Up until recently I’ve tended to switch audio enhancements off, as I’m not a big fan of unnatural, heavily processed sounds. This year, however, a few players have surprised me, and the Samsung is another where I’m happy to leave them on. Even if you insist on using the mediocre earbuds supplied you’ll find the output quite listenable. Connect some better cans – this week I’m using the lovely SoundMagic PL50 earphones and my Grado SR60i headphones – and the YP-Q2 is capable of some truly excellent results.
Looking for Nothing, from Aimee Mann’s @#%&*! Smilers is delivered with its thumping, sixties-flavoured bassline, nuanced vocals, discrete strings and warm electric piano and organ sounds all perfectly balanced and wonderfully clear. Public Enemy’s By the Time I Get to Arizona is as bass-heavy and brimming with anger as you’d want it, the YP-Q2 packing in the heavy beats, loping bassline and carefully orchestrated samples with real precision.
The more restrained delights of Alison Krauss’ folksy bluegrass are handled with just as much grace, finger-picked acoustics cutting through with superb definition and the vocals coming through so clearly that you can hear the intakes of breath between lines. The Q2 also delivered a great performance with Gidon Kremer’s take on the tango of Astor Piazolla, plucked double bass and accordion providing a sparse backing for Kremer’s mournful violin.
It’s always a good sign when I forget what I’m supposed to be doing and spend time running through a player’s media library to see what else I’ve put there and give it a spin. Last night the Q2 kept me up for a couple of hours past bedtime doing just that, and I can’t say that about, say, the slightly inferior Creative Zen MX or Samsung’s own YP-U5. On top of this excellent performance, the Samsung also wins points for format support (Hello FLAC! Nice to see you OGG!) and excellent battery life – 50 hours for audio, albeit with a rubbish 4 for video.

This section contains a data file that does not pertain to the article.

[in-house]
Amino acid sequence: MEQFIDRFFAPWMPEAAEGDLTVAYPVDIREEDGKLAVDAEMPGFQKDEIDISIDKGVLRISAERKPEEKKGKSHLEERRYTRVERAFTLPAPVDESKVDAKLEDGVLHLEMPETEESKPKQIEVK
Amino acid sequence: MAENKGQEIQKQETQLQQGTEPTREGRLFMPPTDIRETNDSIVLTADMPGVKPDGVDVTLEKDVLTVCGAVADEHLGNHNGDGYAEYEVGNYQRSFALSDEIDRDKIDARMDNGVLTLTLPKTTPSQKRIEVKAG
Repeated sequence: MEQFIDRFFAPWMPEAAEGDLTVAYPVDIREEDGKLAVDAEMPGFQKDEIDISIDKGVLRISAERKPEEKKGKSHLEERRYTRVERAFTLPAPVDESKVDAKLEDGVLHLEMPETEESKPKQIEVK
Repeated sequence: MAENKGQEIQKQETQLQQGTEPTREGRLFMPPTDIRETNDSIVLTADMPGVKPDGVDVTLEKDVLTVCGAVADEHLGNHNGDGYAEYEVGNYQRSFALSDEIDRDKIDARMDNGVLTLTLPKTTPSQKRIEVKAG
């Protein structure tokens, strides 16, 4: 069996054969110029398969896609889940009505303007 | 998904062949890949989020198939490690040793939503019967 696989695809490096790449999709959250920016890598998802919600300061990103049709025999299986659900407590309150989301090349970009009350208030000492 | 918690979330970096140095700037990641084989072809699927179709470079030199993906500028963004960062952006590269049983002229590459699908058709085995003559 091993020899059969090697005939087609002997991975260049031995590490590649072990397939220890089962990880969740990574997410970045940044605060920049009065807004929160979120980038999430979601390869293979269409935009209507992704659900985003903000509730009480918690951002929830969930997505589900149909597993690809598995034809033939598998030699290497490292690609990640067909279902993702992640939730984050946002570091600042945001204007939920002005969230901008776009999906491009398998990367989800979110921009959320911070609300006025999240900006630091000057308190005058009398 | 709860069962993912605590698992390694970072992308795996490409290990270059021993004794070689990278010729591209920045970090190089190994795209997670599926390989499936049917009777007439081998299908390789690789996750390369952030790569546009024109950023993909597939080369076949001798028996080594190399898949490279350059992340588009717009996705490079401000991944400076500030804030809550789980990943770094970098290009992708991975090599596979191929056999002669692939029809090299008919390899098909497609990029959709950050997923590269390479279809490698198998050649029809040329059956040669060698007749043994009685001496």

For me, this is enough to make up for the YP-Q2’s rather less impressive efforts with video, and if you want a PMP primarily for audio playback, then it’s hard to beat Samsung’s latest in terms of value. Unfortunately, that’s ‘hard’, rather than ‘impossible’. Looking around, I note that Sony’s S-Series Walkmans are currently doing the rounds at very similar or lower prices, for the same capacity, offering equivalent sound quality and better bundled headphones to boot. If you were interested in a great audio/video all-rounder, meanwhile, then the extra cash splashed out on Samsung’s own YP-P3 would be money well spent. This leaves the YP-Q2 a thoroughly decent budget PMP – and certainly a better choice than Creative’s similar Zen MX – but, for all Samsung’s efforts, not a world-beater.
Despite some caveats about video playback and file format support the YP-Q2 is an improvement on the already good YP-Q1, and one of the best budget PMPs around. However, with competition so aggressive at this price point, it’s still possible to do slightly better for the money.
Score in detail
Sound Quality 8